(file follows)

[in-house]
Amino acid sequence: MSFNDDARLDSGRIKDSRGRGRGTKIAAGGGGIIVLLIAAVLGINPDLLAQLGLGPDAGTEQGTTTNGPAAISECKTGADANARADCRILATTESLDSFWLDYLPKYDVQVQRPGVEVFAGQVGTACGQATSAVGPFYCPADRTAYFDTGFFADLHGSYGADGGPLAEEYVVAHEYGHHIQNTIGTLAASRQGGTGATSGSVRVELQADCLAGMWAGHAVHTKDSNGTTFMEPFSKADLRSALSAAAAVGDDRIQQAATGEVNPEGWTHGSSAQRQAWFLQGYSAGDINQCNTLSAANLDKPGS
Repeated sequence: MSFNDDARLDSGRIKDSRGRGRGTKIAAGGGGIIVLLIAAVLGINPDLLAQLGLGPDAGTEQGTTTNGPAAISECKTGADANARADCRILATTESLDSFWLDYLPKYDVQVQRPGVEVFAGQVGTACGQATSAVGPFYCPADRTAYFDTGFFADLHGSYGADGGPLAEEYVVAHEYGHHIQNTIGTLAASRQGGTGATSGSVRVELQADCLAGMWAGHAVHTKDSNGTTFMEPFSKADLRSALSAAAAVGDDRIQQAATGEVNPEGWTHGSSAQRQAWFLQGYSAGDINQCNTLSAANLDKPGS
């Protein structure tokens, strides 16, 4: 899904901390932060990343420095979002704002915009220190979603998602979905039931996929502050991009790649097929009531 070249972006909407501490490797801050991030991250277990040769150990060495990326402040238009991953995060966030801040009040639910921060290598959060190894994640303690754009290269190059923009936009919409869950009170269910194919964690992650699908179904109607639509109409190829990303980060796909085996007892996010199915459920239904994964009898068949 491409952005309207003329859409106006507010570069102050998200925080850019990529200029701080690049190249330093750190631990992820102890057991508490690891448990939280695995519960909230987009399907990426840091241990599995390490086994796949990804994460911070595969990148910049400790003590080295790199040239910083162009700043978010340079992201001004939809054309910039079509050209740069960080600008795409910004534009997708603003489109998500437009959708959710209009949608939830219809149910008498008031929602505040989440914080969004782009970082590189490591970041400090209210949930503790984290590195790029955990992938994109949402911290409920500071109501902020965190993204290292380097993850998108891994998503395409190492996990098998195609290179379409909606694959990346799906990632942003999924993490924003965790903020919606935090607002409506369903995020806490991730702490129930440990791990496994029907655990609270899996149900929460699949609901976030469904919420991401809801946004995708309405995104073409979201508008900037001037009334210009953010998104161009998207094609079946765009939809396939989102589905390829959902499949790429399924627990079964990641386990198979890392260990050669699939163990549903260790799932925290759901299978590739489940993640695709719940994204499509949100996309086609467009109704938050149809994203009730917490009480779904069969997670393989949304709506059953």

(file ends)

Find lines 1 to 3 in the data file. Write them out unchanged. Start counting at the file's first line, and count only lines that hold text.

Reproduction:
[in-house]
Amino acid sequence: MSFNDDARLDSGRIKDSRGRGRGTKIAAGGGGIIVLLIAAVLGINPDLLAQLGLGPDAGTEQGTTTNGPAAISECKTGADANARADCRILATTESLDSFWLDYLPKYDVQVQRPGVEVFAGQVGTACGQATSAVGPFYCPADRTAYFDTGFFADLHGSYGADGGPLAEEYVVAHEYGHHIQNTIGTLAASRQGGTGATSGSVRVELQADCLAGMWAGHAVHTKDSNGTTFMEPFSKADLRSALSAAAAVGDDRIQQAATGEVNPEGWTHGSSAQRQAWFLQGYSAGDINQCNTLSAANLDKPGS
Repeated sequence: MSFNDDARLDSGRIKDSRGRGRGTKIAAGGGGIIVLLIAAVLGINPDLLAQLGLGPDAGTEQGTTTNGPAAISECKTGADANARADCRILATTESLDSFWLDYLPKYDVQVQRPGVEVFAGQVGTACGQATSAVGPFYCPADRTAYFDTGFFADLHGSYGADGGPLAEEYVVAHEYGHHIQNTIGTLAASRQGGTGATSGSVRVELQADCLAGMWAGHAVHTKDSNGTTFMEPFSKADLRSALSAAAAVGDDRIQQAATGEVNPEGWTHGSSAQRQAWFLQGYSAGDINQCNTLSAANLDKPGS